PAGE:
Jazz keysman Ben Sidran rolls up into Detroit

Aug 17, 2017 at 8:27 am
Producer, author, teacher, radio host, and jazz man Ben Sidran appears at Cliff Bell's next week. - Photo courtesy bendisran.com
Photo courtesy bendisran.com
Producer, author, teacher, radio host, and jazz man Ben Sidran appears at Cliff Bell's next week.

Ben Sidran is a jazzman's jazzman, a keysman and vocalist with a cool and easygoing style, given to interspersing his vocals with talking. Which makes sense, considering the performer has a Ph.D. and a penchant for a good-natured lecture or two, sometimes during the music itself. Or he might reel off his knowledge with a song naming all the great jazz pianists – one that really swings.

What's more, he comes with a sturdy rock pedigree (he has played with Boz Scaggs and Steve Miller since the 1960s), and a strong R&B sensibility that can veer toward funk, which seems tailor-made for a Detroit audience. It's no coincidence Sidran's songs were in heavy rotation on WJZZ back in the day.

Back then, he was sort of a Midwestern boy gone East Coast cool cat, and older jazz fans may instantly recognize Sidran as the NPR host who chatted with more than 100 jazzers on-air in the early 1980s. These days he makes his home in Madison, Wis., busy as ever, and sounds just as likely to be working on a book or teaching a course as playing a gig.

Next week, he comes to Detroit for his first club appearance, heading up a quintet that's been tight for decades, including guitarist Billy Peterson of Steve Miller Band fame, Bob Rockwell on sax, and Sidran's son Leo on drums. Sidran spoke to us from Minneapolis before his gig at the Dakota last night, and we had a wide-ranging discussion that encompassed music, philosophy, and even Jewish influences on pop music.

MT: You're often compared to Mose Allison. I thought that was apt, especially because there's humor in both your work. Or does that make sense?

Sidran: Yeah, definitely. I think there's a lot of humor in Mose's music. A lot of people think of Mose as being “dark” or whatever, but I don't. I think he's funny. And the same goes with my stuff, especially my recent stuff, Picture Him Happy and all that. In some ways it's the antithesis to dark. It's reason to hope! [laughs] And I think that's what Mose did too. The other element I've got in my music that really was not part of Mose's is that I've played a lot of rhythm and blues, so that kind of dance groove is real important to me. So a lot of my stuff has dance grooves.

MT: There's also an effortless quality. At some point, doesn't it make what you do look too easy? Do people think you're just getting up there, almost like stand-up, and doing observational humor while a band plays?

Sidran: [laughs] Sure. I'll live with that. That's great. If it looks easy, then I'm doing my job, you know? You're never supposed to let people see the work. I know a lot of jazz is thought of as super-abstract and hard-to-understand, but I come from a different tradition. If I'm making it look easy, that's good. It's not easy, believe me. I still practice every day.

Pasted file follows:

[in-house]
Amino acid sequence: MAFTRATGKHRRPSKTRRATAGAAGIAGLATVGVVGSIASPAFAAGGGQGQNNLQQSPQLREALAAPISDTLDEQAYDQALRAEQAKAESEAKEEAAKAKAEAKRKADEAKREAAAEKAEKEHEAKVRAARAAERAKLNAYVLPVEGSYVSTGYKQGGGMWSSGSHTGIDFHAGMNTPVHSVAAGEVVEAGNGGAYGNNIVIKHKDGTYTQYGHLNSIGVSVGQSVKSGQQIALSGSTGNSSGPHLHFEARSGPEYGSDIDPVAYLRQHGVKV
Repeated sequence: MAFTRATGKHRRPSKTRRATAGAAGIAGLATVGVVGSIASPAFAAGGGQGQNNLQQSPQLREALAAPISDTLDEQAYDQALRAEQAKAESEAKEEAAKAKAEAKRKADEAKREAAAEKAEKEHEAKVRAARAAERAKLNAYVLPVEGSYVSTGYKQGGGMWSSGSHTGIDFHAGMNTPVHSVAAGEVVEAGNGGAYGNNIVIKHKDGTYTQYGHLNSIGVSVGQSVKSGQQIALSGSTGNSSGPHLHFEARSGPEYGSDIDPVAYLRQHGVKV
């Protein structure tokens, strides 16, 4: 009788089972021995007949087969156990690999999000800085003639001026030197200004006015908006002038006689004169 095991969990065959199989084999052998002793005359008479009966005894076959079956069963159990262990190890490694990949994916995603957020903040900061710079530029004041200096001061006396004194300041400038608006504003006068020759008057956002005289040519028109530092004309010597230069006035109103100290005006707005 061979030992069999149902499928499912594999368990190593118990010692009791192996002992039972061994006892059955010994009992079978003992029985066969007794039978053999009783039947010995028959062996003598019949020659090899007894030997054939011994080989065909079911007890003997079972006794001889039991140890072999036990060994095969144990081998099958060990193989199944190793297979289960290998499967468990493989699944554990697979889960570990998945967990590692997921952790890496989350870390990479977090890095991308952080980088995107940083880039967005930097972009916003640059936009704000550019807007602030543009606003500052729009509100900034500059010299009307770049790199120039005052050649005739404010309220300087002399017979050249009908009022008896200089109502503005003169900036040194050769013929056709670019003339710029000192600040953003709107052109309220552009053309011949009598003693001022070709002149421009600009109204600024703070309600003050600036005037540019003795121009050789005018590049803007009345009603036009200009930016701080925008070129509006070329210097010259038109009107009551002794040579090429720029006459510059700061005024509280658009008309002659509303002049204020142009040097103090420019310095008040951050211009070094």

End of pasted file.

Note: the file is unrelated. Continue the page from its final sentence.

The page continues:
MT: In 1967, you played with the Steve Miller Band. How did that happen?

Sidran: Steve and Boz Scaggs and I had a band together when we were in college at the University of Wisconsin in the mid-1960s. Then I went to graduate school in England, at Sussex University, and Steve and Boz came over to England to make their first record, called Children of the Future. And because I was living there I wound up writing some of the songs and playing on the record with them. And I've made a bunch of records with Steve since, and produced a few for him.

MT: Right, you have this other career as a producer. You've produced so many artists – Michael Franks, Richie Cole, Diana Ross, and of course Mose Allison. I was particularly interested that you worked with Rickie Lee Jones.

Sidran: Yeah, Rickie Lee Jones wanted to make a jazz record, and I was recommended to her as a producer for that project. I did half of the record. She did the other half in L.A. and I did the New York half. And I put together a real classic jazz group with Buddy Montgomery, this great piano player, and Richard Davis, the bass player. I think John Pizzarelli actually played guitar on it. And she was inspired.

MT: Whose idea was it to do “Show Biz Kids”?

Sidran: [laughs] That was her idea. She wanted to do it. It was a great call on her part. I love that song.

MT: Boy, you talk about that mix of humor and dark observations. There it is again. That's Steely Dan territory.

Sidran: Absolutely. And her voice sounds wonderful on that song. A lot of, I think, Rickie's strength is simply in the sound of what she delivers. Her sound is so classic and so dramatic. If she can find a vehicle for that, she can't miss.

MT: And we haven't even touched on your career as a radio host. Can you talk about that a bit?

Sidran: In 1981, I started working at National Public Radio in Washington, D.C. There was a program called Jazz Alive. Billy Taylor, the great piano player, used to host it, and he was leaving, and they were looking for a new host for the show and I think because Billy Taylor had a Ph.D., they wanted somebody else who had a Ph.D. to follow up. Being a jazz piano player with a Ph.D., I was considered for the job. My first night on the air was New Year's Eve 1981 we did a live broadcast across the country. I was in New York, Billy Taylor was in Chicago, somebody else was in Denver, somebody else was in San Francisco, I think. We had a lot of fun. It was live, four time zones, New Year's Eve, one after the other. I was in New York with the Brecker Brothers, and I was friends with those guys, so we just had a great time. And after that New Year's Eve show, they offered me the job, and I stayed at Public Radio, commuting to Washington for three years. Then for the next five years I did an interview show called Sidran on Record, that I produced out of Madison, Wis. So I was on public radio for almost the entire '80s.